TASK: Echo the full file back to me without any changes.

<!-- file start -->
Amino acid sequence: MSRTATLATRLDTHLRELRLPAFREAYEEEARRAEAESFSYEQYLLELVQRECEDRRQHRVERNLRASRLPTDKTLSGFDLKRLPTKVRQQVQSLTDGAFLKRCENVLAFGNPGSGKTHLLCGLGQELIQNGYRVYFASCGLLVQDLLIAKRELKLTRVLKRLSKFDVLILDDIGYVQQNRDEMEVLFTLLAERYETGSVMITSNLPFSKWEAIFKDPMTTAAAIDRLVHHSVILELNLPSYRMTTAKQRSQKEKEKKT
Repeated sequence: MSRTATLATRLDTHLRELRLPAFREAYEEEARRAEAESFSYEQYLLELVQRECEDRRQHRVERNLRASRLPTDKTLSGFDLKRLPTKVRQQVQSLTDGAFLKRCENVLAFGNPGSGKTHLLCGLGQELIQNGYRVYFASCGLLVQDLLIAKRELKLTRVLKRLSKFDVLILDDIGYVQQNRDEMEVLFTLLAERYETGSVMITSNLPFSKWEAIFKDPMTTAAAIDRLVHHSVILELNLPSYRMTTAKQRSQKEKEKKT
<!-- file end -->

Amino acid sequence: MSRTATLATRLDTHLRELRLPAFREAYEEEARRAEAESFSYEQYLLELVQRECEDRRQHRVERNLRASRLPTDKTLSGFDLKRLPTKVRQQVQSLTDGAFLKRCENVLAFGNPGSGKTHLLCGLGQELIQNGYRVYFASCGLLVQDLLIAKRELKLTRVLKRLSKFDVLILDDIGYVQQNRDEMEVLFTLLAERYETGSVMITSNLPFSKWEAIFKDPMTTAAAIDRLVHHSVILELNLPSYRMTTAKQRSQKEKEKKT
Repeated sequence: MSRTATLATRLDTHLRELRLPAFREAYEEEARRAEAESFSYEQYLLELVQRECEDRRQHRVERNLRASRLPTDKTLSGFDLKRLPTKVRQQVQSLTDGAFLKRCENVLAFGNPGSGKTHLLCGLGQELIQNGYRVYFASCGLLVQDLLIAKRELKLTRVLKRLSKFDVLILDDIGYVQQNRDEMEVLFTLLAERYETGSVMITSNLPFSKWEAIFKDPMTTAAAIDRLVHHSVILELNLPSYRMTTAKQRSQKEKEKKT